2. Homer says:

    For some reason, I came back to this article today and wondered what role the results of public education have had on what we’re seeing today. Sure, we could apply the above quotes to our educational ideas, but I wonder if our current mindsets are all skewed because of the public school system.

    The Cato Institute, in 1995, estimated that approximately 90% of people attend public school. That would indicate that 90% (give or take a certain percentage who try and shed the “lessons” public school taught them, enumerated in the quotes above) have been indoctrinated in a form of education that creates conformity, that creates machines, parts, people that are easily replaceable. It’s not hard to see how this methodology would work it’s way into religious organizations and their instruction techniques. The natural course of events seems to see movements (i.e. what Joseph Smith started) morph into institutions, much like we see today.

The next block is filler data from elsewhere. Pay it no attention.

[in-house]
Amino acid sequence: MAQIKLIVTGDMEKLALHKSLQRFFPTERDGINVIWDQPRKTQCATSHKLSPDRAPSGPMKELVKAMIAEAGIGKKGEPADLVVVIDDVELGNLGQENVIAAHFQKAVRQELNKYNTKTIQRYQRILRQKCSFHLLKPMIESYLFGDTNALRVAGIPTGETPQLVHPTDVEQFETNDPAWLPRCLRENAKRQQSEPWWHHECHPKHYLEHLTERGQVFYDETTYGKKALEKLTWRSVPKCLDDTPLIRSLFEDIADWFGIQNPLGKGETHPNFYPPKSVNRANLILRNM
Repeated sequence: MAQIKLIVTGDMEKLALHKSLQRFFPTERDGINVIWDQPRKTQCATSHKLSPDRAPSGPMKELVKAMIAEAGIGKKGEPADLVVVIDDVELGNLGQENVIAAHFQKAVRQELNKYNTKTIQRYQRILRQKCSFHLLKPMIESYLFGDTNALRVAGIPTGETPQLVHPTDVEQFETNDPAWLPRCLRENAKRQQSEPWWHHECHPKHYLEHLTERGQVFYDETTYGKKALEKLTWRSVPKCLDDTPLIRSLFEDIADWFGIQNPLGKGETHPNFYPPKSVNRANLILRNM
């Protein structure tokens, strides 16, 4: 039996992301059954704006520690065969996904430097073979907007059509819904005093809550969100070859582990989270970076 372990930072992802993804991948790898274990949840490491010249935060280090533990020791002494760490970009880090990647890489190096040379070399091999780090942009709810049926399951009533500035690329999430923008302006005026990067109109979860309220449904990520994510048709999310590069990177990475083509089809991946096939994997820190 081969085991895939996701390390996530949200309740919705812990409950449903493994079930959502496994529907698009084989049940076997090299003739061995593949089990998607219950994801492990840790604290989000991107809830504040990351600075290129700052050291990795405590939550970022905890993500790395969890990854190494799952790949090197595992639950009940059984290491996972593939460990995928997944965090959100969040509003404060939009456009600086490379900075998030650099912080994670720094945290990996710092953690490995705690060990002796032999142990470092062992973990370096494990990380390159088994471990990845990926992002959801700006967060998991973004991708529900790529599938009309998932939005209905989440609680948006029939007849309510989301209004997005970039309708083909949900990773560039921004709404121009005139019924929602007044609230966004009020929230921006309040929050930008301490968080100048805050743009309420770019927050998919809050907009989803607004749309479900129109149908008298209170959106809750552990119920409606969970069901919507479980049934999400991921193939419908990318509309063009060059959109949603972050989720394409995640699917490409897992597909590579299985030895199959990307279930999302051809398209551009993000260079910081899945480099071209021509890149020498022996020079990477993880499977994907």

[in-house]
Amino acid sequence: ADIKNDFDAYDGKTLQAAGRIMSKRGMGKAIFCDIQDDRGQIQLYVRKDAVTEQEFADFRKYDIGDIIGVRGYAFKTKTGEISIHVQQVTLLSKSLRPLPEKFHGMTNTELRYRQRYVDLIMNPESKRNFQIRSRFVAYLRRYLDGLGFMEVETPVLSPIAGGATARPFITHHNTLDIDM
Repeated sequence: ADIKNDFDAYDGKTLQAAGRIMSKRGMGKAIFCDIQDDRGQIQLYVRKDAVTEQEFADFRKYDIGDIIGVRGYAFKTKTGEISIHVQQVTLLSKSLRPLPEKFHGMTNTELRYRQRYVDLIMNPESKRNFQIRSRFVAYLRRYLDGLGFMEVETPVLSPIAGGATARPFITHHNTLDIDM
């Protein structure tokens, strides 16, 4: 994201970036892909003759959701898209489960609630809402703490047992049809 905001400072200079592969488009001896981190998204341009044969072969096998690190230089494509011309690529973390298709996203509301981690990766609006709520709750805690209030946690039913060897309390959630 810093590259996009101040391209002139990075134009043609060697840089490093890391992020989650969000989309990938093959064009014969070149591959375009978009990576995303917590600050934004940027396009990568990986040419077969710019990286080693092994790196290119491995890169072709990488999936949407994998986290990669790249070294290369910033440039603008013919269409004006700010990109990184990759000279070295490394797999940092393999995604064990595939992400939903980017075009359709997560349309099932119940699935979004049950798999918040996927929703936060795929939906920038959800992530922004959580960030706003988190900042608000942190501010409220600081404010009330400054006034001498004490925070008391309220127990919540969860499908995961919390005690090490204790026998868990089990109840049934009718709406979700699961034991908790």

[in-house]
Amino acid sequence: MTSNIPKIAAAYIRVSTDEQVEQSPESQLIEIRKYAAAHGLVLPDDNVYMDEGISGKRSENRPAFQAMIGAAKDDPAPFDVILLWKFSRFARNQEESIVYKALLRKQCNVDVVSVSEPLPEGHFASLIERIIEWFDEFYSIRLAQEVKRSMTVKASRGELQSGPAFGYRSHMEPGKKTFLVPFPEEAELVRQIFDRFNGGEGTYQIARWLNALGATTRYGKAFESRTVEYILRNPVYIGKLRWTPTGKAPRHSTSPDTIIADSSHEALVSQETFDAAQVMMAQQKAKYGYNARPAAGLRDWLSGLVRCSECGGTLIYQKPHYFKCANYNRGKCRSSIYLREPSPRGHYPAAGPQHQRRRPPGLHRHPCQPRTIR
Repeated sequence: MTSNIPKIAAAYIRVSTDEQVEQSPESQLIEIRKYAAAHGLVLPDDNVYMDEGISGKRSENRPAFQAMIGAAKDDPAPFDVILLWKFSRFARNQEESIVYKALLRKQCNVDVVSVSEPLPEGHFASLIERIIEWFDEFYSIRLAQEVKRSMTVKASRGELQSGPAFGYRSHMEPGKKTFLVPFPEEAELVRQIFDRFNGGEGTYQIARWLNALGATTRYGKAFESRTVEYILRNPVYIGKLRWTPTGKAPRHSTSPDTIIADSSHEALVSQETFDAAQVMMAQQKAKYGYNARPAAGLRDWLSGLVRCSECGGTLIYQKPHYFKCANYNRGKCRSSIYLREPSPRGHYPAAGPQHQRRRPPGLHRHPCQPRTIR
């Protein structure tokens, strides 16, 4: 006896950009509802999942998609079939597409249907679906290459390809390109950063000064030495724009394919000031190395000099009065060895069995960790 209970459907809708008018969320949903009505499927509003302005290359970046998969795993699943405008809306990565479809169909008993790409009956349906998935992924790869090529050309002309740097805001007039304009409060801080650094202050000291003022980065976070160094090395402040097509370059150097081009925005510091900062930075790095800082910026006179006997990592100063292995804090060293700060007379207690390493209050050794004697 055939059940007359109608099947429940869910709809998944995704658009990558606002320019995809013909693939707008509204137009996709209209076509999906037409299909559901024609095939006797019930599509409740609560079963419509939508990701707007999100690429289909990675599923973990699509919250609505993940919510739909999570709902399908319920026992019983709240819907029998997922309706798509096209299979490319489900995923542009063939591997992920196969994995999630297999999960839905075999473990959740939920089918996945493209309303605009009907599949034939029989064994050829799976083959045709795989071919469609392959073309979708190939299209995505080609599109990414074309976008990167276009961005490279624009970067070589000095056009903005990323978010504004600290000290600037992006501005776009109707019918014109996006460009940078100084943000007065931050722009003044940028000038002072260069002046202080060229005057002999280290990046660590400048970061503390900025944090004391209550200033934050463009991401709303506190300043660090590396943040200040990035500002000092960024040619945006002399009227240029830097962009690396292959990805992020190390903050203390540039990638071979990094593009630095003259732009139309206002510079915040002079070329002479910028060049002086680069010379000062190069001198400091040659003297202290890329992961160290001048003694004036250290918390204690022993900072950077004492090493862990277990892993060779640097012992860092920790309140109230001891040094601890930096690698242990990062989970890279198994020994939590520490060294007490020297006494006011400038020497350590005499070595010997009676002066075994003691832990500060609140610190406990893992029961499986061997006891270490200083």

Denver Snuffer stated this on that idea:

    “Movements are different from organized religion. Movements are disorderly, rapid moving and they change history. … The restoration began more as a movement than as an organization. In contrast, institutions prize order, and generally harden over time, and use other fellow-institutions like governments to help with their development. Institutions want to progress with an imposed order contemporaneous with growth. One of the effects of this approach is to artificially impose limits on growth. For example, an institution might curtail conversions of women and children who have no fathers or husbands because it would want priesthood leadership to be available, and so are unwilling to allow the temporary disorder to prevail. When something like this happens, it is because a movement has progressed into an organization. There is more spontaneity to movements, and less to institutions. Something profound changes at the moment a movement grows into an institution. A full discussion of this subject is beyond the scope of this chapter. It is worth careful consideration, however, as it affects greatly the unfolding history of the Church.”